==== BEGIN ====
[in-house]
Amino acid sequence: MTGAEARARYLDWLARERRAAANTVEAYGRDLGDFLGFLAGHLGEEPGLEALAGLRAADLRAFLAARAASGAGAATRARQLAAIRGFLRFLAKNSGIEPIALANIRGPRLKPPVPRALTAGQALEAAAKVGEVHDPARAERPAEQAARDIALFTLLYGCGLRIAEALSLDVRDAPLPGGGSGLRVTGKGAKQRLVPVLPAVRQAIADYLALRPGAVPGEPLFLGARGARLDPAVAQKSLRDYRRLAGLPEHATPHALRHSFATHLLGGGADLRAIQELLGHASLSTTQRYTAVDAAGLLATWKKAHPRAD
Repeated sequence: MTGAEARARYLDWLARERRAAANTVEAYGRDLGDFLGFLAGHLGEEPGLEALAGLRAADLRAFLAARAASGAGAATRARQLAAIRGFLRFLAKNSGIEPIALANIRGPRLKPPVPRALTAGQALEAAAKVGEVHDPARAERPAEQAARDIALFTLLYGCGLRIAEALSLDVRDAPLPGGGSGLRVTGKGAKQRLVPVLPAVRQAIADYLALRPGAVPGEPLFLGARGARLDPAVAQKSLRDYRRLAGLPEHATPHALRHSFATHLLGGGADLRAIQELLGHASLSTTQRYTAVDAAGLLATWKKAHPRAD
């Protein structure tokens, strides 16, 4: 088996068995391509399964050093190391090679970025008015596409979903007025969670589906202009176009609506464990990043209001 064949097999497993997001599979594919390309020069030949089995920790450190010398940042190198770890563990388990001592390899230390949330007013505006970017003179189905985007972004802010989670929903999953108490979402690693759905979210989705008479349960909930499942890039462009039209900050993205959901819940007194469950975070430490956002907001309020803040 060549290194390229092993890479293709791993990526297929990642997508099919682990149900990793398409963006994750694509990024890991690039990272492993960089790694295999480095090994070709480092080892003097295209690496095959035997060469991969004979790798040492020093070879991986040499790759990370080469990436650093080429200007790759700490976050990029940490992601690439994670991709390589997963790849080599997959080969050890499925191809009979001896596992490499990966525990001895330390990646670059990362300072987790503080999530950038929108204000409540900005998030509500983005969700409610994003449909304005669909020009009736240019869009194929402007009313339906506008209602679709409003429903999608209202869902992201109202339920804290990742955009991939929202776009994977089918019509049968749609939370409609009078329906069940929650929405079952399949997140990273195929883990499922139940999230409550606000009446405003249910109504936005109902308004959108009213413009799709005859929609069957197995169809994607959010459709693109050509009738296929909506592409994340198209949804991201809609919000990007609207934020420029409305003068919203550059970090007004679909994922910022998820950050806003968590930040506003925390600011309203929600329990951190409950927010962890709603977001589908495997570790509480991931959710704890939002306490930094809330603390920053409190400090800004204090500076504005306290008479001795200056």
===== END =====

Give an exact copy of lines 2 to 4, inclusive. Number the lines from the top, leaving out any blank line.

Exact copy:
Amino acid sequence: MTGAEARARYLDWLARERRAAANTVEAYGRDLGDFLGFLAGHLGEEPGLEALAGLRAADLRAFLAARAASGAGAATRARQLAAIRGFLRFLAKNSGIEPIALANIRGPRLKPPVPRALTAGQALEAAAKVGEVHDPARAERPAEQAARDIALFTLLYGCGLRIAEALSLDVRDAPLPGGGSGLRVTGKGAKQRLVPVLPAVRQAIADYLALRPGAVPGEPLFLGARGARLDPAVAQKSLRDYRRLAGLPEHATPHALRHSFATHLLGGGADLRAIQELLGHASLSTTQRYTAVDAAGLLATWKKAHPRAD
Repeated sequence: MTGAEARARYLDWLARERRAAANTVEAYGRDLGDFLGFLAGHLGEEPGLEALAGLRAADLRAFLAARAASGAGAATRARQLAAIRGFLRFLAKNSGIEPIALANIRGPRLKPPVPRALTAGQALEAAAKVGEVHDPARAERPAEQAARDIALFTLLYGCGLRIAEALSLDVRDAPLPGGGSGLRVTGKGAKQRLVPVLPAVRQAIADYLALRPGAVPGEPLFLGARGARLDPAVAQKSLRDYRRLAGLPEHATPHALRHSFATHLLGGGADLRAIQELLGHASLSTTQRYTAVDAAGLLATWKKAHPRAD
């Protein structure tokens, strides 16, 4: 088996068995391509399964050093190391090679970025008015596409979903007025969670589906202009176009609506464990990043209001 064949097999497993997001599979594919390309020069030949089995920790450190010398940042190198770890563990388990001592390899230390949330007013505006970017003179189905985007972004802010989670929903999953108490979402690693759905979210989705008479349960909930499942890039462009039209900050993205959901819940007194469950975070430490956002907001309020803040 060549290194390229092993890479293709791993990526297929990642997508099919682990149900990793398409963006994750694509990024890991690039990272492993960089790694295999480095090994070709480092080892003097295209690496095959035997060469991969004979790798040492020093070879991986040499790759990370080469990436650093080429200007790759700490976050990029940490992601690439994670991709390589997963790849080599997959080969050890499925191809009979001896596992490499990966525990001895330390990646670059990362300072987790503080999530950038929108204000409540900005998030509500983005969700409610994003449909304005669909020009009736240019869009194929402007009313339906506008209602679709409003429903999608209202869902992201109202339920804290990742955009991939929202776009994977089918019509049968749609939370409609009078329906069940929650929405079952399949997140990273195929883990499922139940999230409550606000009446405003249910109504936005109902308004959108009213413009799709005859929609069957197995169809994607959010459709693109050509009738296929909506592409994340198209949804991201809609919000990007609207934020420029409305003068919203550059970090007004679909994922910022998820950050806003968590930040506003925390600011309203929600329990951190409950927010962890709603977001589908495997570790509480991931959710704890939002306490930094809330603390920053409190400090800004204090500076504005306290008479001795200056």